- Spend at least one or two nights in Plitvice which will give you a full day at the lakes. This allows you to explore the lakes at a leisurely pace, and cover the length and breadth of the area.
- I would advise that you start at the Upper Lakes as I found this area to have a lot more natural and rustic beauty in comparison to the Lower Lakes.
- Arrive early to avoid the massive crowds that come in by bus or car from Zadar, Split and Zagreb.
- Take advantage of the row boats. It was so nice to row out to the middle of the lakes and appreciate the scenery without anyone around.
I don’t deny that the Lakes are beautiful and a wonder of mother nature. Unfortunately for me, I read too much and viewed a thousand pictures of the Lakes prior to visiting that the experience on the whole was a bit underwhelming. There was almost a choreographed feeling to the experience that you felt that the experience on the whole was a bit unnatural. I read somewhere that almost a million people visit the Plitvice Lakes each year, so clearly millions of people feel differently than I do.
- Food options are very limited in and around the Plitvice Lakes, however Licka Kuca is a nice place to visit for dinner. They have a few sea food options. Vegetarian options are unfortunately limited.
- I would recommend carrying food along with you in to the Lakes area. The options are limited for people without dietary restrictions, so you can imagine that for vegetarians and those who are halal conscious, the lack of dining options would pose a challenge.
The following morning we set off for Split. Our intention was to spend the day in Split before catching a ferry to Hvar. The drive to split is approximately 2.5 to 3 hours.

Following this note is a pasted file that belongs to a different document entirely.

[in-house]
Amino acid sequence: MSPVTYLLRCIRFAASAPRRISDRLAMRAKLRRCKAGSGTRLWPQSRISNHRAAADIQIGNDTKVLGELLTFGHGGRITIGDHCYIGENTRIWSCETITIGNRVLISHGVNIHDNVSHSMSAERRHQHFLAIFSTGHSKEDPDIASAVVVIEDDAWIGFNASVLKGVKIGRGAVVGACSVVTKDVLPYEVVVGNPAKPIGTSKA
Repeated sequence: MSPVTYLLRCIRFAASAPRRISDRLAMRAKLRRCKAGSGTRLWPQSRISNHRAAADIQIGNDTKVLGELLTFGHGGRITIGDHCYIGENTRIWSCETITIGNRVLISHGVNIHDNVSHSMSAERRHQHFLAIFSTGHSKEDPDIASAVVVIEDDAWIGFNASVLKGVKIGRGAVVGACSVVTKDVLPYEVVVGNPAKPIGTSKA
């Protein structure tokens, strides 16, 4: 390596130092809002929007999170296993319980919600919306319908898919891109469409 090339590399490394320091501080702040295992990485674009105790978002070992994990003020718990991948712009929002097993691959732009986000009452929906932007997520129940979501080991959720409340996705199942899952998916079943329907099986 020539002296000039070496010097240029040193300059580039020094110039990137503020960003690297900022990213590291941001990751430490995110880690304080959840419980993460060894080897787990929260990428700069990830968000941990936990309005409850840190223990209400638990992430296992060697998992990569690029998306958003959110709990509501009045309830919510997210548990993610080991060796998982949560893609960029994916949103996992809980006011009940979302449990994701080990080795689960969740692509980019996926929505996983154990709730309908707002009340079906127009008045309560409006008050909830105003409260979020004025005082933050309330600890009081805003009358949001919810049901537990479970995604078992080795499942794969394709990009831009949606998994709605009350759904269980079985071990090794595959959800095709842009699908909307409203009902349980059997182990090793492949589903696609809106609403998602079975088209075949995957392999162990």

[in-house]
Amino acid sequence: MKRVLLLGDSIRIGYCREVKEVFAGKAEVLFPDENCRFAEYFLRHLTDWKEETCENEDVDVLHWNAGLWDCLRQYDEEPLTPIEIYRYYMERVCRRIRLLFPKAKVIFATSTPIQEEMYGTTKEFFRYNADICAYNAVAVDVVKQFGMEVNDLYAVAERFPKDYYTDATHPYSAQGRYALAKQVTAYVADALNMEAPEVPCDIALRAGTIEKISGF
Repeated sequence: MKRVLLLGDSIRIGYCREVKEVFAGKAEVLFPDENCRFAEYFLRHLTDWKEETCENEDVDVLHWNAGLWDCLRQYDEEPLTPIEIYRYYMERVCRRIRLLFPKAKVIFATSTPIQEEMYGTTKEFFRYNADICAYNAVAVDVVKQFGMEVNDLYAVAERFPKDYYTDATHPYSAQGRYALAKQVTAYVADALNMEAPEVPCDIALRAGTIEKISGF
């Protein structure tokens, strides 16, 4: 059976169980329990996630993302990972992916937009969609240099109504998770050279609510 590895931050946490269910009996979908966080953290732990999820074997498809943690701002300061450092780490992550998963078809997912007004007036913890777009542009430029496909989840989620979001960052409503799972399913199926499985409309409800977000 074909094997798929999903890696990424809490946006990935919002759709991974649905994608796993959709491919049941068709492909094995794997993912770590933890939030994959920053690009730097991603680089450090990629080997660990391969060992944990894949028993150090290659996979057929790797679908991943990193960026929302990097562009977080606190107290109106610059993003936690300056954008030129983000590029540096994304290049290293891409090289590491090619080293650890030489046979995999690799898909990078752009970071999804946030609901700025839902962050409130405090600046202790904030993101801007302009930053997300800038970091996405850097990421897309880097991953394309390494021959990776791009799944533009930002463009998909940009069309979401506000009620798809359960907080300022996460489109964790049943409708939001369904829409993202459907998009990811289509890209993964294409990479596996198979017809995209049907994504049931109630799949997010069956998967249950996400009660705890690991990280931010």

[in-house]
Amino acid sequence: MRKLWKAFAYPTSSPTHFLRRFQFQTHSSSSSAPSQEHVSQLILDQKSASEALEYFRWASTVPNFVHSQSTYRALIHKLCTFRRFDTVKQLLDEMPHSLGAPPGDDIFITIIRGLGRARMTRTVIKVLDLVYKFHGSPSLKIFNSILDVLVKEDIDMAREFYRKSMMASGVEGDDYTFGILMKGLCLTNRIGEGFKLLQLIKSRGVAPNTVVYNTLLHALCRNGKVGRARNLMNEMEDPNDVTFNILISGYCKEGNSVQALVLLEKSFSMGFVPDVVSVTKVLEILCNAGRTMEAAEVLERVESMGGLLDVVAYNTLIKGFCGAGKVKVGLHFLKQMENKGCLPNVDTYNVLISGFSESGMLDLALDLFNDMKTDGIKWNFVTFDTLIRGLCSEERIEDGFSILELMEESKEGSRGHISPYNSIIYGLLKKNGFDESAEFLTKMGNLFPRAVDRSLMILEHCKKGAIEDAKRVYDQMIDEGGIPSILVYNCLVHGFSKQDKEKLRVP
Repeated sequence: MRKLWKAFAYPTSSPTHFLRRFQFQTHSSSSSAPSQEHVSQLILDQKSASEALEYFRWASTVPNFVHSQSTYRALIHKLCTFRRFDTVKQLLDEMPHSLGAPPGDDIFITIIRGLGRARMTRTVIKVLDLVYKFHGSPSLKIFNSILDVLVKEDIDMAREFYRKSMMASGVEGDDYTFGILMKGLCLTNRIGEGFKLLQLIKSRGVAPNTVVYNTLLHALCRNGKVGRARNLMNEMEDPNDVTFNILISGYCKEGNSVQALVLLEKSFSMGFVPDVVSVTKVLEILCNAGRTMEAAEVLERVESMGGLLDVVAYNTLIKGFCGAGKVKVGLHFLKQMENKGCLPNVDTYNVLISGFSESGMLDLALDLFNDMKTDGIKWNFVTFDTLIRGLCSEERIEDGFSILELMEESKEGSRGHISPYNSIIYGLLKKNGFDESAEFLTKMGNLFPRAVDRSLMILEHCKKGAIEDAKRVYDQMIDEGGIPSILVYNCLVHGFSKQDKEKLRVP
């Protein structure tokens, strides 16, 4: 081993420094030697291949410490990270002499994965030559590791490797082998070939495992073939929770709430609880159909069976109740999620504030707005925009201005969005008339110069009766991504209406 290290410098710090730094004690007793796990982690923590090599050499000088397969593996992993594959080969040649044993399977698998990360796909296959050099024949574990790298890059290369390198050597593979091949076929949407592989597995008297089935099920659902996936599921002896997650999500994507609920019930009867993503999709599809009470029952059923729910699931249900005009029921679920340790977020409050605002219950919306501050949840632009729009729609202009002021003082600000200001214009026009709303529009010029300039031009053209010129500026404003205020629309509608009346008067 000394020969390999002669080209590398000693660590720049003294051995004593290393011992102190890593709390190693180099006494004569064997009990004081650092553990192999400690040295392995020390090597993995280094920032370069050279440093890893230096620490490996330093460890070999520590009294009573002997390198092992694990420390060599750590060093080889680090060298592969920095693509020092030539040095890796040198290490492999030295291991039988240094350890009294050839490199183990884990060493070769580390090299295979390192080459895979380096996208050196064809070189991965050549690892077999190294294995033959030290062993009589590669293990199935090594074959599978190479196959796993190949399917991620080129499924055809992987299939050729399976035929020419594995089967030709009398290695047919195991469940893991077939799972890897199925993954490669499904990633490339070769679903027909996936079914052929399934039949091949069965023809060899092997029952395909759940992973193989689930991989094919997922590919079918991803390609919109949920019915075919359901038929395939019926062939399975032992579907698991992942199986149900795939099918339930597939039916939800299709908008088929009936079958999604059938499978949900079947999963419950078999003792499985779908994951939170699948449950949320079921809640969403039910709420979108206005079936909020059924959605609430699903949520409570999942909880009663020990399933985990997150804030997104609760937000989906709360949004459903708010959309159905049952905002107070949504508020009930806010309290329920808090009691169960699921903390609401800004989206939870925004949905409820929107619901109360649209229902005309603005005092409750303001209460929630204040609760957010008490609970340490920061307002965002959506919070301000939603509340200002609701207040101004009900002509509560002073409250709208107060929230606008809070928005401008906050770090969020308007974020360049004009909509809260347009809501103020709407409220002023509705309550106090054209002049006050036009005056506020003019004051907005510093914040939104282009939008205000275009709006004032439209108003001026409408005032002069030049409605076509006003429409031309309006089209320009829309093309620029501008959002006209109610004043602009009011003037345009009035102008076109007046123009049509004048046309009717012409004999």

Although Split is beautiful and I would have liked to have spent more time exploring the town, the sheer number of tourists detracted from our experience, so much so that we were eager to move on to our next destination. And yes, I completely understand the irony of that statement, but I like to think that I’m ‘different’ and not like the ‘rest’. My friends make fun of me for saying this but I like to think that I am a Traveller and not a Tourist. Again, I digress.
Part of the reason for the city being overrun by tourists are the cruise ships. Most of these ships port in the city in the morning and set sail again by late afternoon; so you have upwards of 3,000 cruise-shippers trying to make the most of their short time in the city.
There is plenty to see in Split, but because we were limited on time, we did the highlights version and stuck to the Old Town. If you are a fan of the Game of Thrones, many locations around Split would be familiar to you. After you take in the sights, enjoy a cup or cone of gelato by the harbour.
- Try and get to Split early in the morning or late afternoon, this is when most tourists leave so you will be able to enjoy walking around the Old Town without having to bump into tourists at every corner.
- All transportation to the islands usually leave from Split.
- Diocletian’s Palace
- Cathedral of Saint Dominus
- Temple of Jupiter
- Gregorius of Nin
- Basement Halls
- Villa Spiza – By the time we got here, the restaurant was closed but it comes highly recommended.
- Bepa – Lots of really good vegetarian and seafood options. The black mushroom pasta is especially divine.
Hvar is more affectionately known as the party island of Croatia. And it is one of the most popular tourist destinations. The only way to access the island is by catamaran or ferry. If it’s possible, carry a rucksack or a small suitcase to the island, as there are plenty of hills and limited transportation to get you there. Trust me, carrying suitcases uphill or on an uneven path is no easy feat.
We were in Hvar for about 2 days and that gave us plenty of the time to eat gelato and lounge in the sun. Most visitors to the island, as far as I could tell, are either day trippers or back-packers. The island also has a distinct Mediterranean feel to it; people are very laid-back and